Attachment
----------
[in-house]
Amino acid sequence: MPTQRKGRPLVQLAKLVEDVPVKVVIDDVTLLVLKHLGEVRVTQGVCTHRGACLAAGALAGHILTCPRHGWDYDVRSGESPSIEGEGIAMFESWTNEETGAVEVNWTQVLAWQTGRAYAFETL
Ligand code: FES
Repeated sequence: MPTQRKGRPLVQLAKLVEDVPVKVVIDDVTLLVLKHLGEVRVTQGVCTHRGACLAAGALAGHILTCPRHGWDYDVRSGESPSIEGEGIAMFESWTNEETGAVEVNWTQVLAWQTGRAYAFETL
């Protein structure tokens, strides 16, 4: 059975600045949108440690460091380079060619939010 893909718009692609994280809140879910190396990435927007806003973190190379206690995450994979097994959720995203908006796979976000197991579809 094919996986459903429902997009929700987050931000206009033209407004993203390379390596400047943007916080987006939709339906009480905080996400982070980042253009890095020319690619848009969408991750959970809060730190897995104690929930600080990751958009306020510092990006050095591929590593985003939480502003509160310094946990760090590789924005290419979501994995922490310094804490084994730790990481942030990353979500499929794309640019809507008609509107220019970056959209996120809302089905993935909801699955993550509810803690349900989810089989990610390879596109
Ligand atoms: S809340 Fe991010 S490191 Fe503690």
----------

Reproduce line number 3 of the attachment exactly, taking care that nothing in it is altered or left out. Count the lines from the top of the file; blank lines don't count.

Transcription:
Ligand code: FES